- Company culture should support a wide range of learning incentives and not just teach knowledge relevant to a specific skill or job.
By creating a workplace that embraces learning, employees will be better engaged and feel rewarded, recognized, and high-performing all year long.
4. Flexibility and Work-Life Balance
Another motivating factor for many employees is anything that contributes to a healthier work-life balance.
This might include greater flexibility in when and where employees can work with incentives such as telecommuting options, flex vacation time, or technology that automates smaller tasks to free up an employee’s workday.
In one Mental Health America (MHA) survey, non-financial perks like flexible work arrangements or more open and relaxed office environments had a “considerable impact on employee engagement and job satisfaction” as well as stress levels.
In that same study, 80% of respondents stated that workplace stress affected their personal relationships in some way, and 35% of employees missed work days during the month because of work-related stress.
Telecommuting opportunities, for example, can reduce some of this stress for employees. More so, it can cut costs for both employees and employers.
While it can be tricky for some offices or staff members to take advantage of telecommuting opportunities, depending on the role or company, there has been a significant increase in telecommuting job opportunities in the last few years.
According to Global Workplace Analytics, the number of telecommuting workers has increased 115% in the last ten years, and almost 3% of the total U.S. workforce is now remote.
If companies find it hard to create remote opportunities for employees, other non-monetary perks can keep employees happy and engaged.
Rewards such as a gym membership, wellness program, or PTO can help minimize workplace stress and contribute to a better work/life balance, keeping employees working at full productivity when they’re in the workplace or working from home.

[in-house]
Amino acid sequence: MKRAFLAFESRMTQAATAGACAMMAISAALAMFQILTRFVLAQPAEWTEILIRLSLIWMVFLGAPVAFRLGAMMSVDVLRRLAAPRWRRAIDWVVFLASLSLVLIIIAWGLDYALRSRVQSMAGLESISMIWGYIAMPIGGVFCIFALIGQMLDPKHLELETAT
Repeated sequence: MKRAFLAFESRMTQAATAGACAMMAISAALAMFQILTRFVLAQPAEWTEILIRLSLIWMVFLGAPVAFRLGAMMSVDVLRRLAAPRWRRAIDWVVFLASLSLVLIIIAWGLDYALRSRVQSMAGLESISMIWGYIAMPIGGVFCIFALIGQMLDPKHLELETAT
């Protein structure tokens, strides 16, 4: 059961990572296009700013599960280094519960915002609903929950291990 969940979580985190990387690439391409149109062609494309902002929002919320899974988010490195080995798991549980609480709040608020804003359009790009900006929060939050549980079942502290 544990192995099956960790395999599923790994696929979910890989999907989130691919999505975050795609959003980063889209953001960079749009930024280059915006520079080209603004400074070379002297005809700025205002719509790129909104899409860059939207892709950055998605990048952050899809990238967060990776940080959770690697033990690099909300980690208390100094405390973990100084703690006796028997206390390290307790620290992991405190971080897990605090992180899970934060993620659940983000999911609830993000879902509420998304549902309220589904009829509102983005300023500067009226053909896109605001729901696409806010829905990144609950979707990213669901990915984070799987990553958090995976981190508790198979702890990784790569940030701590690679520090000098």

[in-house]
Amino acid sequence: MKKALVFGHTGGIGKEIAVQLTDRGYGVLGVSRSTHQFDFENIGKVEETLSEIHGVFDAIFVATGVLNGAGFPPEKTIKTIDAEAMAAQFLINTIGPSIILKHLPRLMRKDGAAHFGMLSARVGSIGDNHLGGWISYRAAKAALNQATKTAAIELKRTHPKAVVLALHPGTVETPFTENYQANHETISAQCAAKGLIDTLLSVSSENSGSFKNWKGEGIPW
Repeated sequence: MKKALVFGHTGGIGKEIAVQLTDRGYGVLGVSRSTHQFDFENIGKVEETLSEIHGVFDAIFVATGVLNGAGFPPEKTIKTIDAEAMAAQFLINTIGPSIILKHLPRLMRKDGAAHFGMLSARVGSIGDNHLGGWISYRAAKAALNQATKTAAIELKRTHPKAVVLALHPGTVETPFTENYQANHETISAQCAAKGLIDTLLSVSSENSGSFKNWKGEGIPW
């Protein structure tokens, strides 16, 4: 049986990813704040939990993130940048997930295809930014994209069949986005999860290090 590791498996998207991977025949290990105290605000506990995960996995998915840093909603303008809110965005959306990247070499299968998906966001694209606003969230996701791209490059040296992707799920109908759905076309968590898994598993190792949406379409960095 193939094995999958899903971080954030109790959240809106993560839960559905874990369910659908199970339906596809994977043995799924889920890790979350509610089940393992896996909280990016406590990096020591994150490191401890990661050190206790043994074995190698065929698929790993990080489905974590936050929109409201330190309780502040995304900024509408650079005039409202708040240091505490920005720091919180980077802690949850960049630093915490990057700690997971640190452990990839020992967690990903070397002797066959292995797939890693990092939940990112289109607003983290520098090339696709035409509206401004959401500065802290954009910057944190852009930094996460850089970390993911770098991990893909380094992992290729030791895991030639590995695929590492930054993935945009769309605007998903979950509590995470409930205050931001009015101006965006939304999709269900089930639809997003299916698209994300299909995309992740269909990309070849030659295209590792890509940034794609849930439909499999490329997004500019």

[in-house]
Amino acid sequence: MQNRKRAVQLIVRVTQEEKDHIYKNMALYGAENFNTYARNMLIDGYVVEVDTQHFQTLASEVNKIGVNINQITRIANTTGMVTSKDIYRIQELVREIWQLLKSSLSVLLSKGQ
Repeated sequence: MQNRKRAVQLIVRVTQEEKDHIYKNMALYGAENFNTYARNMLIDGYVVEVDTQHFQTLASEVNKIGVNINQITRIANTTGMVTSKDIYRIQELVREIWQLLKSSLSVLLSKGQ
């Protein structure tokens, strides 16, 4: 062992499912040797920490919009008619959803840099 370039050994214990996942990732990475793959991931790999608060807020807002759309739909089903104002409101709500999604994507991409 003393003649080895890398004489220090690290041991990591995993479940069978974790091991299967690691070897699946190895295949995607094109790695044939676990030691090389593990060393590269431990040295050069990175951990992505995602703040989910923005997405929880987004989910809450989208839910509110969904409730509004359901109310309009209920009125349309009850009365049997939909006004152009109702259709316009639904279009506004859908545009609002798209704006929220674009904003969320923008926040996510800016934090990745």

5. One-On-One Time with Management
One of the best and most effective forms of non-monetary compensation is simply more time with management.
While it might seem strange that an employee would want to spend more time with the boss, having one-on-one time with supervisors, managers, or other leaders in the company can be an enticing offer for many employees looking to get ahead in the workplace.
One survey found that employees who had more time with managers or felt like they could approach managers at any time were more engaged than employees who ignored (or were ignored by) their managers.
The caveat is that time spent with managers needs to be relevant in order for it to be successful as a non-monetary incentive.
This often means discussing an employee’s short-term and long-term goals as well as how management can better help them reach their objectives.
Employees who receive individual attention like this are also shown to be more loyal to companies, especially when they feel their goals are supported. This support is something that money can’t buy.
It can also be good for managers. Many managers or team leaders may become bogged down in tasks that are unrelated to their actual jobs. If a manager is being paid to manage people, it makes sense for them to spend their time with people.
This also helps the company grow and creates a culture of trust amongst teams.
The goal with this type of monetary incentive is to create long-term relationships with employees that make them feel truly valued — something that even occasional praise and recognition can’t always do.
But over time, developing employee loyalty and improving performance with one-on-one meetings will not only encourage happiness and growth in the employee but also throughout the entire organization.
Money isn’t everything.
In fact, for long-term retention and engagement, non-monetary employee incentives can often work just as well.
But in order to gain those long-term benefits, companies must make an effort to:
- Set a clear, compelling direction for employees that create empowering opportunities.
- Engage in open and honest communication and allow for negative feedback.
- Maintain a focus on career growth and development and provide opportunities.
- Recognize and reward high performance when it occurs in addition to a recognition program.
- Provide employee benefits that demonstrate a strong commitment to employee well-being.
When all of those things are in motion, employees will be far more likely to produce, which means great things for any company.